1959 Bowater entered a joint venture to produce pulp and newsprint in New Zealand to supply the Australian market. This extensive expansion programme required substantial funding and Bowater's borrowings increased greatly.
By the beginning of the 1960s, it was plain that Bowater's strategy was flawed. Other competitors had made substantial investments in newsprint capacity and from 1957 the market was oversupplied, causing prices to weaken and profits to disappear.
Although the expansion programme was curtailed, the firm was already heavily burdened with debt and the advance into Europe continued to absorb capital. Matters were made worse by production problems at the new American Catawba pulp mill and by the move to prestigious new headquarters in London's Knightsbridge in 1958, which doubled per capita office costs.
1962 The death of Sir Eric Bowater in August, in the midst of the financial crisis marked the end of an era in the history of Bowater.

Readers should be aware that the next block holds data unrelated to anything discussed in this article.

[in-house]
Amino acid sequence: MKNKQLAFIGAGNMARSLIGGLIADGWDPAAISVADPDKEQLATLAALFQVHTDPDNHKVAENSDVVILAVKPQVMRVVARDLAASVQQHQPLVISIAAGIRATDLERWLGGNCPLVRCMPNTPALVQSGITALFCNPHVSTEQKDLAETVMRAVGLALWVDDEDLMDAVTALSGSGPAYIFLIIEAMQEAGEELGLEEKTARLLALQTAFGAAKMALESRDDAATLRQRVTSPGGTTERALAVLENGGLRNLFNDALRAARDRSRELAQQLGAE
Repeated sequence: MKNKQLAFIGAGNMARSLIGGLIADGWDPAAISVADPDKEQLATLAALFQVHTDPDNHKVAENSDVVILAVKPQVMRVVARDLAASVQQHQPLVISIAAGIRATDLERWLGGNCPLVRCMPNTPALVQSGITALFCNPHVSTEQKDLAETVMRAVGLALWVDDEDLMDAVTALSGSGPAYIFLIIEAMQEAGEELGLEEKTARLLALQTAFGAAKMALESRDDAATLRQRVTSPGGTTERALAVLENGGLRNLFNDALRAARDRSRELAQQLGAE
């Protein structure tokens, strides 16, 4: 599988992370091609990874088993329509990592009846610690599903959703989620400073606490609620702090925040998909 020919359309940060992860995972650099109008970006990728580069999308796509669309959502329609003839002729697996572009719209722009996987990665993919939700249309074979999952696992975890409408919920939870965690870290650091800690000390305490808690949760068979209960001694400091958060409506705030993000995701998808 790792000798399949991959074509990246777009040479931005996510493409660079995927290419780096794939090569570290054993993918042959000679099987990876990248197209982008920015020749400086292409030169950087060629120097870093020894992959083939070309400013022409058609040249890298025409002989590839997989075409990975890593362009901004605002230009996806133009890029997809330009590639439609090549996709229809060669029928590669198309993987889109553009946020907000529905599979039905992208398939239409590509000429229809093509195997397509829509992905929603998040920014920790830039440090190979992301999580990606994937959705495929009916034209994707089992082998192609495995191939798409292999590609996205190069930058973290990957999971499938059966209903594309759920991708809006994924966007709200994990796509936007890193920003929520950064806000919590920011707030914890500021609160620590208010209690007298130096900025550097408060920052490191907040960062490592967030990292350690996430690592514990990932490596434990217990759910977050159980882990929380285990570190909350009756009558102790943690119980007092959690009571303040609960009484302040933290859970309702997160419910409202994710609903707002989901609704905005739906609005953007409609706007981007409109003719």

1962-72 Retrenchment was a hallmark of Bowater's strategy in this decade.
Over capacity in U.K. newsprint was tackled by the conversion of machines to other types of paper making, and eventually by closures, including Northfleet in 1973. Overall, the reduction in capacity in the United Kingdom and North America by 1972 totalled 300,000 tons. In Europe, where the business had never lived up to Bowater's expectations, there was wholesale retreat, culminating in the sale of the loss-making French company.
Diversification away from newsprint was the other side of the strategy, with successful expansion in areas of activity such as building products in the United Kingdom, and tissue production in both the United Kingdom and Australia.
1982 Bowater Scott Corporation Ltd, of Tissue Mill, Crete Hall Road, Northfleet, was a subsidiary of Bowaters
1986 Bowater sold Bowater-Scott to Scott Paper